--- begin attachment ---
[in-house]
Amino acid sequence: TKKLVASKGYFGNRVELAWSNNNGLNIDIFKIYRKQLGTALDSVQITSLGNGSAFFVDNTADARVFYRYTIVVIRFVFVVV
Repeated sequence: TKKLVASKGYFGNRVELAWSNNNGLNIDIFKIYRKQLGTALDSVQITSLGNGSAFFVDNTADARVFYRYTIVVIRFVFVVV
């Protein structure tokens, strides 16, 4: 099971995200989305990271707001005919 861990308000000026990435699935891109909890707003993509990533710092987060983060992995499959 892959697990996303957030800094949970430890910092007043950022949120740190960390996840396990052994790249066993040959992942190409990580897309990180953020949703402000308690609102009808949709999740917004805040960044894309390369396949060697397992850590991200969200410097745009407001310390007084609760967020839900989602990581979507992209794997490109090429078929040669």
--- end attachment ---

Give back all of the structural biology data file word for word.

[in-house]
Amino acid sequence: TKKLVASKGYFGNRVELAWSNNNGLNIDIFKIYRKQLGTALDSVQITSLGNGSAFFVDNTADARVFYRYTIVVIRFVFVVV
Repeated sequence: TKKLVASKGYFGNRVELAWSNNNGLNIDIFKIYRKQLGTALDSVQITSLGNGSAFFVDNTADARVFYRYTIVVIRFVFVVV
């Protein structure tokens, strides 16, 4: 099971995200989305990271707001005919 861990308000000026990435699935891109909890707003993509990533710092987060983060992995499959 892959697990996303957030800094949970430890910092007043950022949120740190960390996840396990052994790249066993040959992942190409990580897309990180953020949703402000308690609102009808949709999740917004805040960044894309390369396949060697397992850590991200969200410097745009407001310390007084609760967020839900989602990581979507992209794997490109090429078929040669």